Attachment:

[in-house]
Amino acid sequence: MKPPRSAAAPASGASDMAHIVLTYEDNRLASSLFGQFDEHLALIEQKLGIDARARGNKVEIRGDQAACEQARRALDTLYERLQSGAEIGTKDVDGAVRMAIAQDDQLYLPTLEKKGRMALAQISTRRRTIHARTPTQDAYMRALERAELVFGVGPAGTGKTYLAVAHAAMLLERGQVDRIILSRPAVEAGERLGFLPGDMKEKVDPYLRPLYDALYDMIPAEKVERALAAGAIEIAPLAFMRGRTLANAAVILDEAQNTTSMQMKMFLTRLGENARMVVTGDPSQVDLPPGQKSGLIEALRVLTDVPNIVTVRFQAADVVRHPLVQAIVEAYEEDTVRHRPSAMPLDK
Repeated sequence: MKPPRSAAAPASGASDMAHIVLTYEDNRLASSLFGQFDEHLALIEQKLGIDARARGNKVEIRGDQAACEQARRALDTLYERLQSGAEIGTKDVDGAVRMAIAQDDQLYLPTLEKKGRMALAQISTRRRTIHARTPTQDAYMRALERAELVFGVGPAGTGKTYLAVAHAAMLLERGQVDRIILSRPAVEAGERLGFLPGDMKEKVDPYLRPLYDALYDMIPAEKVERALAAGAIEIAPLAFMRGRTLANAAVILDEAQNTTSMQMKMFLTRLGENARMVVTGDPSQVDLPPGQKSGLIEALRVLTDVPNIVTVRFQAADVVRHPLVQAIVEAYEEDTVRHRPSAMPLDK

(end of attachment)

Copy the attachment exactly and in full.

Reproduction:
[in-house]
Amino acid sequence: MKPPRSAAAPASGASDMAHIVLTYEDNRLASSLFGQFDEHLALIEQKLGIDARARGNKVEIRGDQAACEQARRALDTLYERLQSGAEIGTKDVDGAVRMAIAQDDQLYLPTLEKKGRMALAQISTRRRTIHARTPTQDAYMRALERAELVFGVGPAGTGKTYLAVAHAAMLLERGQVDRIILSRPAVEAGERLGFLPGDMKEKVDPYLRPLYDALYDMIPAEKVERALAAGAIEIAPLAFMRGRTLANAAVILDEAQNTTSMQMKMFLTRLGENARMVVTGDPSQVDLPPGQKSGLIEALRVLTDVPNIVTVRFQAADVVRHPLVQAIVEAYEEDTVRHRPSAMPLDK
Repeated sequence: MKPPRSAAAPASGASDMAHIVLTYEDNRLASSLFGQFDEHLALIEQKLGIDARARGNKVEIRGDQAACEQARRALDTLYERLQSGAEIGTKDVDGAVRMAIAQDDQLYLPTLEKKGRMALAQISTRRRTIHARTPTQDAYMRALERAELVFGVGPAGTGKTYLAVAHAAMLLERGQVDRIILSRPAVEAGERLGFLPGDMKEKVDPYLRPLYDALYDMIPAEKVERALAAGAIEIAPLAFMRGRTLANAAVILDEAQNTTSMQMKMFLTRLGENARMVVTGDPSQVDLPPGQKSGLIEALRVLTDVPNIVTVRFQAADVVRHPLVQAIVEAYEEDTVRHRPSAMPLDK